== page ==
During her visit, I showed her the visual supports my grandson had used in his previous school setting, which I had copied for her, and I was able to answer other questions she had as well. She had a chance to observe my grandson during her visit, which gave her an idea of his communication abilities at that time. Just in case I had not been able to meet with her, I had also prepared an “All about Logan” page, and a “Positive Student Profile,” both of which included at least one recent photo of my grandson.

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I had attended a workshop organized by a local chapter of the Autism Society of North Carolina, and Amy Perry, one of their Parent Advocates, presented this idea. She herself a parent of a child with autism, shared how this helped new teachers and aides to get to know her daughter, and have important information about her on file to refer to if needed. I filled out these two forms for my grandson’s teachers each time he started a new school

year, whether we were able to meet the teachers before the start of school or not. It never failed to impress and generate gratitude. Things the teacher and aide otherwise would have to find out by trial and error were already covered, and helped start off their interaction with their new student on a positive note. (If you would like copies of these blank forms, please feel free to contact me, I will be happy to send them to you.)

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Preparing at home During the month leading up to the first day of school, we spent time talking about school daily. We reviewed the “My New School” story, and often talked about school rules. Most children with autism are visual learners, and my grandson is no exception, so using clip art, my printer, and laminator, I created several key ring cards to prepare my grandson for what would be expected of him at school. “Repetition is the law of memory” for any of us; and especially for children with autism, the more they see and hear something, the better they will remember. By the time school started, the school rules were memorized.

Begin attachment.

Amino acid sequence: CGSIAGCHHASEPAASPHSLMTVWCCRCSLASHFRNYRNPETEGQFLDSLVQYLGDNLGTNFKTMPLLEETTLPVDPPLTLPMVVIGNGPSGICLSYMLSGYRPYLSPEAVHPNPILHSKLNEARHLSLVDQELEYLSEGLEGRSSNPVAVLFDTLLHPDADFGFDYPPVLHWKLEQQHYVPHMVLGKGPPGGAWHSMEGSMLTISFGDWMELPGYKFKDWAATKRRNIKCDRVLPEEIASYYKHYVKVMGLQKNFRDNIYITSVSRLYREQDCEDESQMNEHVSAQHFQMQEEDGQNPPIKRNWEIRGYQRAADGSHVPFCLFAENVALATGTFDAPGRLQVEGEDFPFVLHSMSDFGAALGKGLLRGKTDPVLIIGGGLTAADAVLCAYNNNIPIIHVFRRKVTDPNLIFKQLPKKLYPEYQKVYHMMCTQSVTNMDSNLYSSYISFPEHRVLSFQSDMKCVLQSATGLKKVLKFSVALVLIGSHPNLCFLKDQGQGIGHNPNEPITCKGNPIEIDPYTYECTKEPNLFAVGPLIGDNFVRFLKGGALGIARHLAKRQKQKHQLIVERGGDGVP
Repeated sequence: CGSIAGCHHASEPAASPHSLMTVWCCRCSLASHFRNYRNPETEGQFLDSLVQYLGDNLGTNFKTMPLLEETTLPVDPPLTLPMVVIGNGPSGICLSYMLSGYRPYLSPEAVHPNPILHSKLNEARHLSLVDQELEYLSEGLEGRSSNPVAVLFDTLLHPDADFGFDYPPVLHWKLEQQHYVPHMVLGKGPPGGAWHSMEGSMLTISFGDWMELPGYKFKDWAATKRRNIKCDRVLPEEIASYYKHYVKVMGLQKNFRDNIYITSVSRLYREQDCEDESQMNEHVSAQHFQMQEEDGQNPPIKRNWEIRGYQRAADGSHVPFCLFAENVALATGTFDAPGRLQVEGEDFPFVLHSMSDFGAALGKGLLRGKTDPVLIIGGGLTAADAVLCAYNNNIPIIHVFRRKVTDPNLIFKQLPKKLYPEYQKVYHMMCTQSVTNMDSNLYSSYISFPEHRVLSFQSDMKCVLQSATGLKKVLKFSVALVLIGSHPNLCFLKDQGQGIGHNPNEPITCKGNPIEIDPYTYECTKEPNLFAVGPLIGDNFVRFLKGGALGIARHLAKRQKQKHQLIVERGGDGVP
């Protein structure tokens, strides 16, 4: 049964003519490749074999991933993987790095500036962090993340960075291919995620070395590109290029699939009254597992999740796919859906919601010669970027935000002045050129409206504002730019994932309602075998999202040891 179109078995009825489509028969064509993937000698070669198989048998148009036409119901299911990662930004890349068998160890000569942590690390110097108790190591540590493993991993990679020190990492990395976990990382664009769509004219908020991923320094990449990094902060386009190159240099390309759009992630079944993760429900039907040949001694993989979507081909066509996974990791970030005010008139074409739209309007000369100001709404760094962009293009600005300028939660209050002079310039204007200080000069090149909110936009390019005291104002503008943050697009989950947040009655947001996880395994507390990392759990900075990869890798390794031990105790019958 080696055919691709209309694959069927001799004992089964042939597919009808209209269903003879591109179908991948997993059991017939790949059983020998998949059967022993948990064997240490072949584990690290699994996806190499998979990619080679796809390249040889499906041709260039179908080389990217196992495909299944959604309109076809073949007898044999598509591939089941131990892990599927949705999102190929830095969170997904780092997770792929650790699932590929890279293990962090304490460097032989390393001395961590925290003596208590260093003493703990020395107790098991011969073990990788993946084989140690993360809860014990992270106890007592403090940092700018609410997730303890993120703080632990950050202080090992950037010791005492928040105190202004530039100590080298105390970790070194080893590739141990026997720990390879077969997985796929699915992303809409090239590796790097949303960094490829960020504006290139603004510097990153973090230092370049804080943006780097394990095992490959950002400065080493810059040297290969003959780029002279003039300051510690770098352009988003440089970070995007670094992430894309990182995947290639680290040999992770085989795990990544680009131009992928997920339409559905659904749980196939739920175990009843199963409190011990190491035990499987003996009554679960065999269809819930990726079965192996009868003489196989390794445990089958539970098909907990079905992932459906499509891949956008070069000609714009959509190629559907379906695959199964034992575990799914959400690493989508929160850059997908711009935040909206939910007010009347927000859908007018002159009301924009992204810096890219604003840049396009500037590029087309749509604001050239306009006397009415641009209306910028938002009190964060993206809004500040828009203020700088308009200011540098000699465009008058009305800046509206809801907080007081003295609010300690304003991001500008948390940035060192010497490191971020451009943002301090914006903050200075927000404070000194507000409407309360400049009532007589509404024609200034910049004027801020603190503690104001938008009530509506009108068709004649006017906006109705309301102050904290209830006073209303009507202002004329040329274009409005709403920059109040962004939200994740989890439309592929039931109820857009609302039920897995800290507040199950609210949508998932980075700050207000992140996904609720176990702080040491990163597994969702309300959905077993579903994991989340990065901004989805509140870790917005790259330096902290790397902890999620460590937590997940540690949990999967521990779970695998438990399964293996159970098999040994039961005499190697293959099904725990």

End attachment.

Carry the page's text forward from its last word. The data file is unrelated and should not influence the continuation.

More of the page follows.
Those early key ring cards eventually developed into the “School Rules Are…?” book in my Autism Is…? series of children’s books. In the back of the book, you will find several easy-to-make visual supports, including the School Rules Are…? key ring cards. If you have not seen it yet, you can find it in both print and Kindle version here: